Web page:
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Congrats to Mary Scott for Being a 2020 Women @ The Lab Honoree

The Berkeley Lab Women Scientists & Engineers Council has announced that Foundry Staff Mary Scott and Liana Klivansky are part of the 2020 cohort of Women @ The Lab 2020 honorees. Congratulations to the honorees for their meritorious professional contributions, leadership, mentorship, and outreach.

This celebration highlights Berkeley Lab women and their success stories – scientists, engineers, and operations staff who are working to change the world for the better. By promoting the achievements of these 15 brilliant women, we hope to continue to inspire a new generation of women to enter the STEM workforce, where their participation could lead to important breakthroughs.

A COSMIC Approach to Nanoscale Science

COSMIC, a multipurpose X-ray instrument at Lawrence Berkeley National Laboratory’s (Berkeley Lab’s) Advanced Light Source (ALS), has made headway in the scientific community since its launch less than 2 years ago, with groundbreaking contributions in fields ranging from batteries to biominerals…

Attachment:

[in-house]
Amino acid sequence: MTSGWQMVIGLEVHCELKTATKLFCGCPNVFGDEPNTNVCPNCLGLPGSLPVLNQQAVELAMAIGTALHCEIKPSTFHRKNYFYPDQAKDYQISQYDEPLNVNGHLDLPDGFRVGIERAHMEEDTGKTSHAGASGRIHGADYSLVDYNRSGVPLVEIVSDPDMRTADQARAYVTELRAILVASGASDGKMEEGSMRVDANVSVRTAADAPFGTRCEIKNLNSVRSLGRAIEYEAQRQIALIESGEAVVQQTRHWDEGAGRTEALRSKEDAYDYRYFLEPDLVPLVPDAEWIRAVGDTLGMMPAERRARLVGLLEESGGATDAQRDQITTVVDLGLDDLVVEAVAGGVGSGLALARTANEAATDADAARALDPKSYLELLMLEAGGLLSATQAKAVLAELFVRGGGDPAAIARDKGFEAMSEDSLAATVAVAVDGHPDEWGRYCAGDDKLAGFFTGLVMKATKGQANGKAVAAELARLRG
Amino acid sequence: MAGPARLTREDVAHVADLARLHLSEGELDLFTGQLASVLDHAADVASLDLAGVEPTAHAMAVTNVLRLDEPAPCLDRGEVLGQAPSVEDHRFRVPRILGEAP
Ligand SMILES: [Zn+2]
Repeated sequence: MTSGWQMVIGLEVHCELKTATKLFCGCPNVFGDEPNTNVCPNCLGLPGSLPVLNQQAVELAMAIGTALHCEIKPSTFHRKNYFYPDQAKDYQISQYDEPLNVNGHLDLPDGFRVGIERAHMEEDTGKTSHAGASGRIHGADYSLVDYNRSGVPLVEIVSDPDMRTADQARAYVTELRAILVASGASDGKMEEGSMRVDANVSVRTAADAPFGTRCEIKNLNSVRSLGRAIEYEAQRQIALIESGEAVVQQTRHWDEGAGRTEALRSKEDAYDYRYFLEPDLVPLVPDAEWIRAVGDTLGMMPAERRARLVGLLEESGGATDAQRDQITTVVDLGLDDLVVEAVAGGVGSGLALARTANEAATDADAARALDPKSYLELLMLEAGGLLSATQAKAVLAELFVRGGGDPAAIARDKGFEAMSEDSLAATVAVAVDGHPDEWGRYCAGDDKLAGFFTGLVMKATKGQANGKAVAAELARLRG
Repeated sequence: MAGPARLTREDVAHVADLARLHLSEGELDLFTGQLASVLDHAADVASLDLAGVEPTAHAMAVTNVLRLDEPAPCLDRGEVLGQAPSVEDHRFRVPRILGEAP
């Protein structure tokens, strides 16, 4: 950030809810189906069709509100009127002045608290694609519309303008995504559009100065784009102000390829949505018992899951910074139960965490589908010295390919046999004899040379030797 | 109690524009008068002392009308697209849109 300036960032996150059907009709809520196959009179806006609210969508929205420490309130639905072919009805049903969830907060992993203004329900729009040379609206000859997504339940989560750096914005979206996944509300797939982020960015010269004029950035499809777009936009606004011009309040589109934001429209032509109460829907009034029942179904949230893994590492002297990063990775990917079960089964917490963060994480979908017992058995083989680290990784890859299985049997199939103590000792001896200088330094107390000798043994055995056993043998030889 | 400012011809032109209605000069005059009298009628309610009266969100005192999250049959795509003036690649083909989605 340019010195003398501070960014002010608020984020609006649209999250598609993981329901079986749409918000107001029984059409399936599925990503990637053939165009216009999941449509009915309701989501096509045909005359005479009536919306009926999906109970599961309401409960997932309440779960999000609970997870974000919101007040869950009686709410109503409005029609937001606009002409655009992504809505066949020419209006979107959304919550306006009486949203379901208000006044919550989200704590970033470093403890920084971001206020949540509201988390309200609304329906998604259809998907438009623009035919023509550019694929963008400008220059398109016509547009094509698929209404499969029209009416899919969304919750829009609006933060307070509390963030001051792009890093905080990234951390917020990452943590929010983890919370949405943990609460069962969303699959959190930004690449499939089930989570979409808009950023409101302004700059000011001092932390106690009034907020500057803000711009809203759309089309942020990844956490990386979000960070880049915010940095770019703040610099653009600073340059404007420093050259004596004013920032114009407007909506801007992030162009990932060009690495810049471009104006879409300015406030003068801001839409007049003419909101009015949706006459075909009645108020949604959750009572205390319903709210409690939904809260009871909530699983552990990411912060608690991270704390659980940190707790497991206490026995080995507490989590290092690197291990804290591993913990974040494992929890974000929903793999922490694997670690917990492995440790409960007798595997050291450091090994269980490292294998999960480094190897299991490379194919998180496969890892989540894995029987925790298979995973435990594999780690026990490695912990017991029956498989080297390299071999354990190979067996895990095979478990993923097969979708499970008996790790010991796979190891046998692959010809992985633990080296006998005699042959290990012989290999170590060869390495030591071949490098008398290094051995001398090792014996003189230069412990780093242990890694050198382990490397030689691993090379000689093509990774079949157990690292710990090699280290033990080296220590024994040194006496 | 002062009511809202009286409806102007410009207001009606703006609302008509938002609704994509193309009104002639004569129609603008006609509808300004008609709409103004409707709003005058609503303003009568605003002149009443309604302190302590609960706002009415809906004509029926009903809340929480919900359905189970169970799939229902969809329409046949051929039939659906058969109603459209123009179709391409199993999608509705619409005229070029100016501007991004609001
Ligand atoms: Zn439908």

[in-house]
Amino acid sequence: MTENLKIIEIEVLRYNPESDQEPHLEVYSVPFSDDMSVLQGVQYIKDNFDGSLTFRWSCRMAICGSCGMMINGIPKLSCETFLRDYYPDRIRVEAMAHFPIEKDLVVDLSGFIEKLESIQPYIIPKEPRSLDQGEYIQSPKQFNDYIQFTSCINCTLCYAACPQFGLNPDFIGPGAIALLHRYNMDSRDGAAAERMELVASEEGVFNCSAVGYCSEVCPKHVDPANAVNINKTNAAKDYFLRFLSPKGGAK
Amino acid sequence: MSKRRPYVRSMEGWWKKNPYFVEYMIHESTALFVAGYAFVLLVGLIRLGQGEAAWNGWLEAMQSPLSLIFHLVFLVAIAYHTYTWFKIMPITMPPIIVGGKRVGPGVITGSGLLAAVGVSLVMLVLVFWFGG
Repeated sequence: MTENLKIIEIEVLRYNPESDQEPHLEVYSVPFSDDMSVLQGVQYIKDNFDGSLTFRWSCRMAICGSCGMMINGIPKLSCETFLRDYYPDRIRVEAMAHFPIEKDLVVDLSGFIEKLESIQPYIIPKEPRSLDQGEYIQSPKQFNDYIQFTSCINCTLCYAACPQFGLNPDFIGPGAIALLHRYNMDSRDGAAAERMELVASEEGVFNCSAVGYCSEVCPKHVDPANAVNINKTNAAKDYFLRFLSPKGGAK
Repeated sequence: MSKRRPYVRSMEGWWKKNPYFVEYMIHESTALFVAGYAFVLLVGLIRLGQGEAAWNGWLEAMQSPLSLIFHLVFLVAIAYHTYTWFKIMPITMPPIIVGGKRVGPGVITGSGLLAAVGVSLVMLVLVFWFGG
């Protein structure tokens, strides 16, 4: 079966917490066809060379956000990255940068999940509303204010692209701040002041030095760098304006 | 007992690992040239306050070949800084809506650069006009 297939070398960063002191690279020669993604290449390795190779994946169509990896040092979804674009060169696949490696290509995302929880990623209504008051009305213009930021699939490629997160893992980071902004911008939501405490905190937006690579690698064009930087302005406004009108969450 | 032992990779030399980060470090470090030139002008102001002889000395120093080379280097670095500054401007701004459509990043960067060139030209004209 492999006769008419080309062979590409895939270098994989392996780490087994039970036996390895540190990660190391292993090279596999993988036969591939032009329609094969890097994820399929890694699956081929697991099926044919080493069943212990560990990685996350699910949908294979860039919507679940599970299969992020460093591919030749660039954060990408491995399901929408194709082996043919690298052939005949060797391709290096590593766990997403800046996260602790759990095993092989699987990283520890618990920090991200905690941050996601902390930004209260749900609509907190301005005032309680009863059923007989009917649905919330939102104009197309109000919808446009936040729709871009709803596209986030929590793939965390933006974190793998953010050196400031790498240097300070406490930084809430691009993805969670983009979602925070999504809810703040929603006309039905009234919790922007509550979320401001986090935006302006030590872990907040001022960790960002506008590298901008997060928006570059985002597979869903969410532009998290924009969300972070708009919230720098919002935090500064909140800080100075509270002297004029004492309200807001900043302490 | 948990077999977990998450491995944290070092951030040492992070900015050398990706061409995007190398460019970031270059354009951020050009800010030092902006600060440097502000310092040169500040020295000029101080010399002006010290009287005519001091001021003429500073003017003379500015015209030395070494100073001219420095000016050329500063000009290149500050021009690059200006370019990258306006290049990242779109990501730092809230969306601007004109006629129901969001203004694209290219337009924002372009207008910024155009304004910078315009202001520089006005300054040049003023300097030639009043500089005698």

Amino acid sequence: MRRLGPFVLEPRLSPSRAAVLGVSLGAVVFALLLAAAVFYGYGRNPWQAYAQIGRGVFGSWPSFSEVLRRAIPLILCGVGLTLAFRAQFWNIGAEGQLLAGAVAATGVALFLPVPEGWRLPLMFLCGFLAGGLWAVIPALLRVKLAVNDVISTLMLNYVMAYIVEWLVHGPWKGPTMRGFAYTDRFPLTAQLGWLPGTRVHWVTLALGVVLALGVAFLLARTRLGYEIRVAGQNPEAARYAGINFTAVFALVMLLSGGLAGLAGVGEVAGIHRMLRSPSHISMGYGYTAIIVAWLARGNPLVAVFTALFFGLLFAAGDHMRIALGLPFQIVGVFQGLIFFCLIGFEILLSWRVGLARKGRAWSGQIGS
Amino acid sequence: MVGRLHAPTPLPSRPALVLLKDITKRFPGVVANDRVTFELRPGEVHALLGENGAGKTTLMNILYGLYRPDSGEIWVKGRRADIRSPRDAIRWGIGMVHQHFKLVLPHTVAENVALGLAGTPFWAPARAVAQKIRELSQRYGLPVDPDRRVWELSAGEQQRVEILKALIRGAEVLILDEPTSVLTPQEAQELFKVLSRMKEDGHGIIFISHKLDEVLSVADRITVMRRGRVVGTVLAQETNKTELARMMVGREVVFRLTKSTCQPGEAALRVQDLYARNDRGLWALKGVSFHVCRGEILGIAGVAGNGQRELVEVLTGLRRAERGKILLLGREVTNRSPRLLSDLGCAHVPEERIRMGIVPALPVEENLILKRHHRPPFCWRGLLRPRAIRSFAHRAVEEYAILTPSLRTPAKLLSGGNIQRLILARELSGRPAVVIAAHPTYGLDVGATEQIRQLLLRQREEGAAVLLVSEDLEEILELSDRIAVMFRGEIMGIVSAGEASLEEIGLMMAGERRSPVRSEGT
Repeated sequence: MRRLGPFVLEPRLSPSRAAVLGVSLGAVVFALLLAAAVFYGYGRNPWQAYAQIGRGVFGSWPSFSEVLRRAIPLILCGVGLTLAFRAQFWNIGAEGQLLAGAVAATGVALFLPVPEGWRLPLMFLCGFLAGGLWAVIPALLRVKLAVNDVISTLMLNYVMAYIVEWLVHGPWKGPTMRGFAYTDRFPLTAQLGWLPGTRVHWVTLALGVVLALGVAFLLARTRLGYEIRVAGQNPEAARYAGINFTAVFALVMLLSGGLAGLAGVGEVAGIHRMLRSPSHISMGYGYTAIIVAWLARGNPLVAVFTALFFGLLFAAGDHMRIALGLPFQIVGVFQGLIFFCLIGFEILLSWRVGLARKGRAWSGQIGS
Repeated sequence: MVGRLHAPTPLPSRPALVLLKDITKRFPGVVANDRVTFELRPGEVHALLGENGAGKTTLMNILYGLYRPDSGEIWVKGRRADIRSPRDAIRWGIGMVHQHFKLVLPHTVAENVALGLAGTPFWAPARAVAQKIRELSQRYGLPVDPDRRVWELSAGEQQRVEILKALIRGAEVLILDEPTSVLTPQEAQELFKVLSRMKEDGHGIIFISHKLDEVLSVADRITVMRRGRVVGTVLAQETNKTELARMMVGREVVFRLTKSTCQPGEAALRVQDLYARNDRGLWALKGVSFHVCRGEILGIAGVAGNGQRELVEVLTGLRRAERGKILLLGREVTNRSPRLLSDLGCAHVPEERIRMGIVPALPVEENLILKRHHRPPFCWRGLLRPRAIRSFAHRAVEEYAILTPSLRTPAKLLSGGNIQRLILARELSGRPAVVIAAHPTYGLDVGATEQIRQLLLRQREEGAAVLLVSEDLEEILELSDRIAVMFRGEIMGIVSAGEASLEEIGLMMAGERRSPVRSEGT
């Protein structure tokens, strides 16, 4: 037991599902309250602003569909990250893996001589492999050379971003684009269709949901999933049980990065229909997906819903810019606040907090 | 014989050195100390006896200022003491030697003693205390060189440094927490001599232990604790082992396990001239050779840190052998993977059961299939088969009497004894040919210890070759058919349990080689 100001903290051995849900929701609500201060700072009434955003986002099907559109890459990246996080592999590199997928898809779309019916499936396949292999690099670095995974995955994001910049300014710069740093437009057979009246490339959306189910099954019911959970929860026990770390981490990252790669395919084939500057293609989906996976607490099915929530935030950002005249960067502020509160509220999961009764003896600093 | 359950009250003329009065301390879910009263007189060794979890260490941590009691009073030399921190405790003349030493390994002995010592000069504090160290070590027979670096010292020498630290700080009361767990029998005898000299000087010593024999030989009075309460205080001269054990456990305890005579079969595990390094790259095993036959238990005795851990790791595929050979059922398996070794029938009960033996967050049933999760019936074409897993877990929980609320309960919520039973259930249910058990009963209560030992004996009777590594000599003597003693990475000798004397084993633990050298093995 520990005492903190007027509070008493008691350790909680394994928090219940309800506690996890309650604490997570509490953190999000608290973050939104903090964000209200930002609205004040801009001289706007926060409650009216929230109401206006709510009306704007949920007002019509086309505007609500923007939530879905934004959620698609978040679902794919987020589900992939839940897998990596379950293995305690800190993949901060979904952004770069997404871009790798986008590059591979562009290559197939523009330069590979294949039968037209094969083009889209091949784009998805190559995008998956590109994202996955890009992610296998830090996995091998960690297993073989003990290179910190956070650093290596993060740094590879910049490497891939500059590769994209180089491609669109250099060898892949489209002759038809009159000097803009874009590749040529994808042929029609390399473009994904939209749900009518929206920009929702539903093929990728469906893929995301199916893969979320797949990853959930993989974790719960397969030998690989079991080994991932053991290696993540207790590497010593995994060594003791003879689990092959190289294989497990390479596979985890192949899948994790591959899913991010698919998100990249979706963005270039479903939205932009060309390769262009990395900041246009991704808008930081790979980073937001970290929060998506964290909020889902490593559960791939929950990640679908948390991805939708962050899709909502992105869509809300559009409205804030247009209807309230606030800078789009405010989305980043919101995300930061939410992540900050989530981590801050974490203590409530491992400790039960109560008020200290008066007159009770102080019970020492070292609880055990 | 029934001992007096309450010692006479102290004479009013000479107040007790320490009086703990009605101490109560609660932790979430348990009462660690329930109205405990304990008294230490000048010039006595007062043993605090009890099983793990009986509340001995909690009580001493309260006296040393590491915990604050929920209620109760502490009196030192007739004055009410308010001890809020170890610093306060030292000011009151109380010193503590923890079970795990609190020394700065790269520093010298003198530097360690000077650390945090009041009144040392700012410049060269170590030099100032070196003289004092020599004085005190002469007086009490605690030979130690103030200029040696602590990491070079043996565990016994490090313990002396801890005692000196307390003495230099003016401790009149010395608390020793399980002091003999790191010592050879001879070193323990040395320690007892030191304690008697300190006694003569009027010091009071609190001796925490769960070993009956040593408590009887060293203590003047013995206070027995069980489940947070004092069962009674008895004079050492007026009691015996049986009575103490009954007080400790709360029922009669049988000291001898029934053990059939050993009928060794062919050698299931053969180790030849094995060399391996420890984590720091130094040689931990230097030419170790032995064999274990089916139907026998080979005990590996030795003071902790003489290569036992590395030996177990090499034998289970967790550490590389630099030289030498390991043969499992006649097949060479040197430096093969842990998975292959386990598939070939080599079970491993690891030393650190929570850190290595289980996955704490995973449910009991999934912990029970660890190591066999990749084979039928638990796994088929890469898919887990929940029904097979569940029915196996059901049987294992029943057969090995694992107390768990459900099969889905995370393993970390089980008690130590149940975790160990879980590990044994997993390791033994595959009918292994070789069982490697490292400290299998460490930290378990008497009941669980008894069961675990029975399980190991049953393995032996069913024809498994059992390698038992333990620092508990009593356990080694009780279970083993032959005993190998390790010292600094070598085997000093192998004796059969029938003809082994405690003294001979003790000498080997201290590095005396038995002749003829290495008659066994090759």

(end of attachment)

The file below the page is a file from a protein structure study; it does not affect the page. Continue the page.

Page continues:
Family legacies that grew from FLC

The Sells-Wheeler Family By Natalia Sells

My name is Natalia Sells (Business Management, ‘18) and I am a second-generation Fort Lewis College alumna. My parents, Earlisa Sells (Student-Constructed Major, ‘06) and Leon Wheeler (Psychology, ‘06 and Student-Constructed Major, ‘07), started at FLC in 2004 when I was 10 years old.

Since we lived in Shiprock, New Mexico, my father commuted to Durango for his lecture classes every other day. Often, he would sleep in the family truck to save on gas and money. Sometimes he would take my siblings and me to the College, where he would reserve a corner window study hall room on the second floor of the Education Business Hall. I remember reading my book and looking out the window at the students changing classes. My younger sister, then three years old, sometimes sat with Dad in his lecture classes.